Saturday, September 12, 2009

Halloween III: Season of the Witch

(Note: “Halloween III” was one of the best ideas, and one of the worst ideas, anyone ever had.

“Halloween” and “Halloween II” had come and gone, and end the end of II, Michael Myers was quite dead. His story was told. And yet, there was enough money in the franchise that it was decided to go ahead and make a part III.

A part III, it should be noted, that had nothing to do with parts one and two. Nothing at all.

At its heart, this is a brilliant premise. Get talented people to make a scary movie every year or two, based around the scariest of all holidays: Halloween. Think of it as a Twilight Zone for the big screen.

Unfortunately, this idea had two flaws.

The first was the serial killer movie model, which was already well in place by the time III hit theaters. It had one simple rule: No matter how dead the bad guy was at the end of the last movie, he’s alive at the start of this movie. Freddy and Jason had already established this.

The second flaw was just as simple: II had featured Michael Myers. If III had actually been part II, I think we’d probably still be watching Halloween sequels to this day, instead of the reboot that we eventually got.

Because the Halloween franchise decided to take this weirdly illogical step, many people deride the movie without having seen it. Granted, it has its flaws, which we’ll get to momentarily. But taken on its own merits, it’s a decent horror movie that has a little following of its very own.

I debated whether or not to include III here, since it doesn’t have anything to do with the overarching story of Michael Myers and his family tree. I finally opted to write it up because I know that there are people who have skipped the movie, but still want to know just what they’re missing.)

“Halloween III: Season of the Witch” opens with an annoying noise and a great deal of screen flutter – the live-action pumpkin of part 1 and 2 has been replaced by early 80s computer graphics, perhaps to let us know we’re facing a new threat: TV.

Interestingly, John Carpenter and Debra Hill still have their names on the franchise as producers –and John Carpenter still has his name on the series as a composer, as well.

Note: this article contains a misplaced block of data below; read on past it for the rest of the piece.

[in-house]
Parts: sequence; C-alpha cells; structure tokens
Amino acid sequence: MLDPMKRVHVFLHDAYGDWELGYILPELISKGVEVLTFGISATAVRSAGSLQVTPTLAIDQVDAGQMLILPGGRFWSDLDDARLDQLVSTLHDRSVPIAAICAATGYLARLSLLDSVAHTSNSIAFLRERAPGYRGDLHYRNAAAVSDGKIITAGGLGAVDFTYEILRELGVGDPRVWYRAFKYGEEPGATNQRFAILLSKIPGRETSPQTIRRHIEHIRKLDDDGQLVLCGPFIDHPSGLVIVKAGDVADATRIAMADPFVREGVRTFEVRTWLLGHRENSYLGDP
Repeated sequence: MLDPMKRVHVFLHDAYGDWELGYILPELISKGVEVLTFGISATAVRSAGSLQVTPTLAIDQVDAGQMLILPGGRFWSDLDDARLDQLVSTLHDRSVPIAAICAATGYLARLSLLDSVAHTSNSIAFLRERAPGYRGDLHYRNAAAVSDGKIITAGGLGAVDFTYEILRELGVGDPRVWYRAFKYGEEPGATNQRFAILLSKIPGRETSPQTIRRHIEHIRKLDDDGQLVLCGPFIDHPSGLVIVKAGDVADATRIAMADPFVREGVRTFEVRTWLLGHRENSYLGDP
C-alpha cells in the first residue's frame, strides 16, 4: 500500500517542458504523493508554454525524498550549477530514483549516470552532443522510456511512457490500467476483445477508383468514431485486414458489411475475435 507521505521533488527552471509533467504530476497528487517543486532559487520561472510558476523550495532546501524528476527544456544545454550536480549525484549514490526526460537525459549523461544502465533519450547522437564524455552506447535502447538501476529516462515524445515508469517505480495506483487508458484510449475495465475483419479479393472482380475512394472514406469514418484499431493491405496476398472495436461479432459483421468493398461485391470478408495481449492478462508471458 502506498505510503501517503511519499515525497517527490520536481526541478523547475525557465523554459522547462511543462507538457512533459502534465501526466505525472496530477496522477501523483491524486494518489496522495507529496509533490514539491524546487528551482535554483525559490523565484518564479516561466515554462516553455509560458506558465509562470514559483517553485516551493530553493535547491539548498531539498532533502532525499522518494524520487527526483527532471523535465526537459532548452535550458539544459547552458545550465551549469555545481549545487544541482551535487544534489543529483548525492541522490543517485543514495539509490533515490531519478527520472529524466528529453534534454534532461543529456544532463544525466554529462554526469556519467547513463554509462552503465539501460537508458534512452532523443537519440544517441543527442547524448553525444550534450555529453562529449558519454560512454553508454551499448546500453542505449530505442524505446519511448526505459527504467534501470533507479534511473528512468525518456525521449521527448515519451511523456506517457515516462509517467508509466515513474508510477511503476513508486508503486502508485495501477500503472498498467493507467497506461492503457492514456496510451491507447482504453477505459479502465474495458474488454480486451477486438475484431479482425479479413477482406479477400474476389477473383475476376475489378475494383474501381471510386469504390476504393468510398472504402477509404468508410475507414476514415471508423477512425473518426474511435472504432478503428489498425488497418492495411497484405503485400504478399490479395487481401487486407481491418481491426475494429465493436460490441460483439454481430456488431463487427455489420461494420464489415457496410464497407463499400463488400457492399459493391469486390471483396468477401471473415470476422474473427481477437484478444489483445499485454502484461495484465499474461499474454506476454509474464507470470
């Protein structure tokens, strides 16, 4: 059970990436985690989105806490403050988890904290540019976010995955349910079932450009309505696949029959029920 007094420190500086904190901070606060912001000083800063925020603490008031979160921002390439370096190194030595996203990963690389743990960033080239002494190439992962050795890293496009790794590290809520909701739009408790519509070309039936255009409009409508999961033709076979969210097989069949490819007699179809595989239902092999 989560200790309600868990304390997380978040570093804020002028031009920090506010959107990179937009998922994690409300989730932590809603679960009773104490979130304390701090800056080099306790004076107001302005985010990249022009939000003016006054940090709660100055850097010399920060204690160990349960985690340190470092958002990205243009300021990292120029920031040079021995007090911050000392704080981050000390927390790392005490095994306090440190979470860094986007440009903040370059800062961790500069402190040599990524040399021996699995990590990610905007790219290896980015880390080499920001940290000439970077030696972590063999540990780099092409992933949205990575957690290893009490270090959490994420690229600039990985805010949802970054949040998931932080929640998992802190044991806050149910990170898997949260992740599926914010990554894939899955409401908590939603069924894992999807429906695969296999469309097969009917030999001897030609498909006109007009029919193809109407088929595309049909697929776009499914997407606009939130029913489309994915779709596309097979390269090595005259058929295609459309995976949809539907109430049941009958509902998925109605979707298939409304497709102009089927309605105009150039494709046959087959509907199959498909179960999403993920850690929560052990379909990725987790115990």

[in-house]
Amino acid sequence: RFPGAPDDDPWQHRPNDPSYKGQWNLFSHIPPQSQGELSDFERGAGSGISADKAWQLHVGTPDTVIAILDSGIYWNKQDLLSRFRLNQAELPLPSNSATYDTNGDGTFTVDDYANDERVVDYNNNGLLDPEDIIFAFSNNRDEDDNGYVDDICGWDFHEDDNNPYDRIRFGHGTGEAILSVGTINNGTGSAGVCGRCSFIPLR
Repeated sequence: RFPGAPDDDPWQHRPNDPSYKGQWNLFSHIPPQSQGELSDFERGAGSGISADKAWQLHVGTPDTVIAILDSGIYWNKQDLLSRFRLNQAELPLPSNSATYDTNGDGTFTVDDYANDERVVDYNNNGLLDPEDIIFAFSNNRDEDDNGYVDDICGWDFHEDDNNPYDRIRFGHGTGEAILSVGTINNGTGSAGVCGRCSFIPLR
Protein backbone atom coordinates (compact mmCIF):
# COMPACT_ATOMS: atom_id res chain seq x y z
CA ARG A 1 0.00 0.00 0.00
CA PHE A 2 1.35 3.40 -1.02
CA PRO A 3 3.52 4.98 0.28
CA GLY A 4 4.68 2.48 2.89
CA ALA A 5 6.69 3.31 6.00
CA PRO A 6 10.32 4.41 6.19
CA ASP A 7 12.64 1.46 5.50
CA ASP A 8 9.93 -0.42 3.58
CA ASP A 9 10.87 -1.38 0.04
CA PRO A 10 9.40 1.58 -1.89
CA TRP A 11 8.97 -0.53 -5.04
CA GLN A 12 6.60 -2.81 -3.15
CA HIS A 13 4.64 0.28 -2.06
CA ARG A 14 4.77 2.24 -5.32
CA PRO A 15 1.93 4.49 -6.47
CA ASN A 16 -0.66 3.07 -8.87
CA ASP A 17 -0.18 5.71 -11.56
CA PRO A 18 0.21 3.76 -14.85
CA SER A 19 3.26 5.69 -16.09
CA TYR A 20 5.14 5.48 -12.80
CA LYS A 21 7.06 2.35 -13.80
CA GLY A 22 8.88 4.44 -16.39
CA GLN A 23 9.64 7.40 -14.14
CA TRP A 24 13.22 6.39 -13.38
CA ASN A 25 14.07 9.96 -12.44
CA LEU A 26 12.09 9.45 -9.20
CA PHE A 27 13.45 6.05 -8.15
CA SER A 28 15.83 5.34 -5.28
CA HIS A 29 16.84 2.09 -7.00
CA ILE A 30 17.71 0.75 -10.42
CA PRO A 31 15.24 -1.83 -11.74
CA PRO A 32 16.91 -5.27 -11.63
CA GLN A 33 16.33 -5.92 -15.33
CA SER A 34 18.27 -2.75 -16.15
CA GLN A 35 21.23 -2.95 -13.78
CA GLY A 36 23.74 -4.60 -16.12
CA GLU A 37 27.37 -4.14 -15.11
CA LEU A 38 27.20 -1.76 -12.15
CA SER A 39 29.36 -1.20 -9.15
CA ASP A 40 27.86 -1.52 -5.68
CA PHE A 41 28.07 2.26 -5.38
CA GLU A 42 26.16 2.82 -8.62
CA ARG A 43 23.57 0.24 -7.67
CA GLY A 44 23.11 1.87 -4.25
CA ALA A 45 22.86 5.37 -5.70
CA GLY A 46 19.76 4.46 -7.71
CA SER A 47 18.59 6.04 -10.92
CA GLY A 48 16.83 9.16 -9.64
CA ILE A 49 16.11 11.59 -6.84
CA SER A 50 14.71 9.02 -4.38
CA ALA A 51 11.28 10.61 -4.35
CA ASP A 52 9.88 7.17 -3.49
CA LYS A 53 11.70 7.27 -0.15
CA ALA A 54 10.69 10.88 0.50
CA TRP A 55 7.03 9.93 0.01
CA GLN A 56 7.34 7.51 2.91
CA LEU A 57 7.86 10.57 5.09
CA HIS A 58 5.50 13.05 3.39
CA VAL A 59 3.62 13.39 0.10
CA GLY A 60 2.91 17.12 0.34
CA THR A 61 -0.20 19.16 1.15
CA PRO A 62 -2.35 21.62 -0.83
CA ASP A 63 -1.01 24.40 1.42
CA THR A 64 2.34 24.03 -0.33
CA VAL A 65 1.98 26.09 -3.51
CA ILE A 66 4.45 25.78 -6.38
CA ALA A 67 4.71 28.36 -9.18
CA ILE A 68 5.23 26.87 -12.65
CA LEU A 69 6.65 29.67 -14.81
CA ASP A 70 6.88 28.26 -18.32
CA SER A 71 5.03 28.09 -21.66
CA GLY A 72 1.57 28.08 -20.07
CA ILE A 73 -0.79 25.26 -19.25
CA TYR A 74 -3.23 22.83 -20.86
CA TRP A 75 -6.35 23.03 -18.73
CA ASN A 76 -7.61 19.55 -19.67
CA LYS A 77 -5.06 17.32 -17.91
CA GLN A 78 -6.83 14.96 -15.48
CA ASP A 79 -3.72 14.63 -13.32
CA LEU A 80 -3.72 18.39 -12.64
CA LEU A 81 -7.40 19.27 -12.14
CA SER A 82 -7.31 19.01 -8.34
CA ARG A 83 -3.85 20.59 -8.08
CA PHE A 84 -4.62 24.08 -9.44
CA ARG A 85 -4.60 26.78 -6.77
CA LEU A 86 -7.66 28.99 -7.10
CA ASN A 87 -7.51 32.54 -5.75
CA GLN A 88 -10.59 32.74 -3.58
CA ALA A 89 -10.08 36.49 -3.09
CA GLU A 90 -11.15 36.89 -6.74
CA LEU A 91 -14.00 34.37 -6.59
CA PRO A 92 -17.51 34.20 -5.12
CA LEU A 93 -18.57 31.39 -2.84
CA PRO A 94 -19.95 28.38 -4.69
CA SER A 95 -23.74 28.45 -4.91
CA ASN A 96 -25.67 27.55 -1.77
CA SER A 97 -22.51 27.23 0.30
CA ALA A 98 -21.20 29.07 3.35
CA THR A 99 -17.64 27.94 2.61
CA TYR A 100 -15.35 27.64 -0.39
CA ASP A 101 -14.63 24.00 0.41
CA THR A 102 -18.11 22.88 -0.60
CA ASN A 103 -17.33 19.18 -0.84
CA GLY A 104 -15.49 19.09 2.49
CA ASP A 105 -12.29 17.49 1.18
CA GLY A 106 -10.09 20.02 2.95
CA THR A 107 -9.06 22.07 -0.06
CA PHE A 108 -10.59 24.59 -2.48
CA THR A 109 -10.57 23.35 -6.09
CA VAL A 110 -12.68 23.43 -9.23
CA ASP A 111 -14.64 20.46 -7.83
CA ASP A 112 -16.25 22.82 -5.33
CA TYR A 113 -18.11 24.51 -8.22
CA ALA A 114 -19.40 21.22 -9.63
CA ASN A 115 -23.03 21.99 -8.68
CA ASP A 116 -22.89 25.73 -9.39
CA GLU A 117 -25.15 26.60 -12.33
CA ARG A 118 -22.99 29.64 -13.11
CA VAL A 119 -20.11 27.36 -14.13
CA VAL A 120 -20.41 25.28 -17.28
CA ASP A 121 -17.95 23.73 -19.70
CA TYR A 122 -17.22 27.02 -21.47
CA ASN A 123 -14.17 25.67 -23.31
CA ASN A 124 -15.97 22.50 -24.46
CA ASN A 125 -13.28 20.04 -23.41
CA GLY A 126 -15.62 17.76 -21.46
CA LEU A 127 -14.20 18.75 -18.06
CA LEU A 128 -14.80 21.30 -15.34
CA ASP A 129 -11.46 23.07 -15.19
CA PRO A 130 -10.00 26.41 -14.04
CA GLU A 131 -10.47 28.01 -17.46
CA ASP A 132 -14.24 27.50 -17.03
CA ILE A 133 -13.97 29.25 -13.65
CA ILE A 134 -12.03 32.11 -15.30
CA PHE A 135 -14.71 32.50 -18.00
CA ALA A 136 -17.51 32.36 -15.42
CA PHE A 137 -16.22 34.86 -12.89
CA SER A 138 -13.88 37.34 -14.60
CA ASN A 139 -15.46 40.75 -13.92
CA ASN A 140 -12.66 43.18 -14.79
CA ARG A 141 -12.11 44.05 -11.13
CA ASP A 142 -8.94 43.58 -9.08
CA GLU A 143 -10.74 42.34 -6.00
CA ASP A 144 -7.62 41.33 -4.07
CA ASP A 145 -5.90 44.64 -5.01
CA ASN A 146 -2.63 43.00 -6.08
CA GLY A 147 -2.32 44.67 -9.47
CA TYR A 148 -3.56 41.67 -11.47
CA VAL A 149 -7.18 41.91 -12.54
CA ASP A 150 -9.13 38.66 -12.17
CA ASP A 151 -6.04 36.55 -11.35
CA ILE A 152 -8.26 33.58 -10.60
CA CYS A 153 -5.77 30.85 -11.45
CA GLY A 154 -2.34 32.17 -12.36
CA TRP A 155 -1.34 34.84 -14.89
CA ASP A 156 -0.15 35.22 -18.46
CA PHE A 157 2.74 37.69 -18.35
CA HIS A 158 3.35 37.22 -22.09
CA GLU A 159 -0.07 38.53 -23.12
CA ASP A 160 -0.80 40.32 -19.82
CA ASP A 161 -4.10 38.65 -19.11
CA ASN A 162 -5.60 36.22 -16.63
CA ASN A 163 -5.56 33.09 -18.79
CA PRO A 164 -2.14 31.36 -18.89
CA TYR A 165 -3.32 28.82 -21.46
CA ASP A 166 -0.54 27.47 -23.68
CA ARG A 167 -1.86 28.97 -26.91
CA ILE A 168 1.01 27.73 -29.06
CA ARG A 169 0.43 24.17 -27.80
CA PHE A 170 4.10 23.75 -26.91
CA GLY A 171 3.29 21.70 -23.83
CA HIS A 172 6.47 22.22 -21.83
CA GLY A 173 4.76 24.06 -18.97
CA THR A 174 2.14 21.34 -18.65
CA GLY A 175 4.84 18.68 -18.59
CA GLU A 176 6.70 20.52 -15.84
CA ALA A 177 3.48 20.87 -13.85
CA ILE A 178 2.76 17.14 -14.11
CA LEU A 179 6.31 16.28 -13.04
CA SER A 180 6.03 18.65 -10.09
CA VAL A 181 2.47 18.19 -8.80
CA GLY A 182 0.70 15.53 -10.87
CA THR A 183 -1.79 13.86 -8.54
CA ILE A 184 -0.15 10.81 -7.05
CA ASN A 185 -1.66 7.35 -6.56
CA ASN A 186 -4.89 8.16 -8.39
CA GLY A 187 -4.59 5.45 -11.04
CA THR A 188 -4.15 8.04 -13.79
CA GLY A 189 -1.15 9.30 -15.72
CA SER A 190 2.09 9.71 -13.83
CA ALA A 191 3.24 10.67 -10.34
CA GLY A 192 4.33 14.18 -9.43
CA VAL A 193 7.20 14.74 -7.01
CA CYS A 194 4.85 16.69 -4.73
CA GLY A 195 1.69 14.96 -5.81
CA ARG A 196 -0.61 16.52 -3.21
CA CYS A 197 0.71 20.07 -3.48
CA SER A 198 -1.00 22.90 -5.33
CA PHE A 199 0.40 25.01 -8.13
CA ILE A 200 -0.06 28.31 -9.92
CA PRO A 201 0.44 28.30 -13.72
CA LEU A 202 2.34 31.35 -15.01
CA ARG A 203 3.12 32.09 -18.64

I will add, however, that the credits look terrible. They’re in a bright blue font that just screams Weekday Afternoon 1980s TV.

Finally, the visual trash heap that are the credits comes to an end, and we get a burn-in that lets us know we’re in Northern California. Though what we’re looking at is something of a mystery. A road? An underpass?

Oh, and it’s October, Saturday the 23rd.

Some dude comes running down the road. He glances behind him. A car is speeding along, coming his direction.

The man runs onto an open lot with a bunch of junk cars on it. He races over to a mobile home up on blocks, and pounds on the door, but it’s nighttime and no one is home.

The man glances over his shoulder at the gate. The car pulls up to it, then drives past, still searching for him. Or possibly searching for a bathroom. Or a nice hotel to spend the night. Maybe this guy just really hates giving directions.

The man walks around a bit, trying to find somewhere to go. The car returns to the gate, and starts to pull in.

And then the man bumps into… another man. In a suit. With a really lame mustache. Mustache Man grabs our current protagonist by the throat, then throws him to the ground and chokes him for a bit while sitting on his chest.

Protagonist grabs a nearby chain that’s on the ground, and gives it a yank. This causes a block to move out from under the tire of a nearby junker. It rolls towards Mustache Man at about ½ a mile per hour, then rams into him, pinning him between the moving vehicle and another non-moving vehicle.

Moustache passes out, presumably from the shame of not being able to avoid a barely-moving junker.

Current protagonist slides out from under moustache man and gets to his feet. Then he runs away.

Now we’re at a gas station, and another burn-in informs us that it’s “One Hour Later.”

A black gas station attendant is sitting and reading a magazine while a documentary about Stonehenge is playing on the television.

That is, until a commercial comes on.

This commercial needs to be explained in detail, because it is going to keep on coming back, over and over, and over again.

Here’s what happens:

Visuals occur, of little kids and some Halloween masks.

But here’s the important bit. In your brain, sing London Bridges. You know the song: London Bridges falling down, falling down, falling down…

Okay. Now replace the words with: Eight more days to Halloween, Halloween, Halloween. Eight more days to Halloween, Silver Shamrock.

The number of days will change each and every time, but I just plain refuse to type that out over and over. So from now on, I shall refer to it as The World’s Most Annoying Commercial.

Outside, there is thunder and lightning, and the power goes out, cutting off as The World’s Most Annoying Commercial.

The black man gets up on his chair and looks outside, when suddenly, Our Protagonist appears out of nowhere and grabs him.

Protagonist whispers, “They’re coming. They’re coming.” And we finally get a glimpse of the orange thing he’s been carrying around. It’s one of the Halloween masks we just saw on as The World’s Most Annoying Commercial.

Then Our Protagonist passes out. The black man loads him into his tow truck and drives him off, while Mustache looks on.

And now we’re in a nice cozy house, where Some Guy walks in and yells out a hello. Two kids come out, who I hope are his son and daughter, because they call him daddy and they give him presents.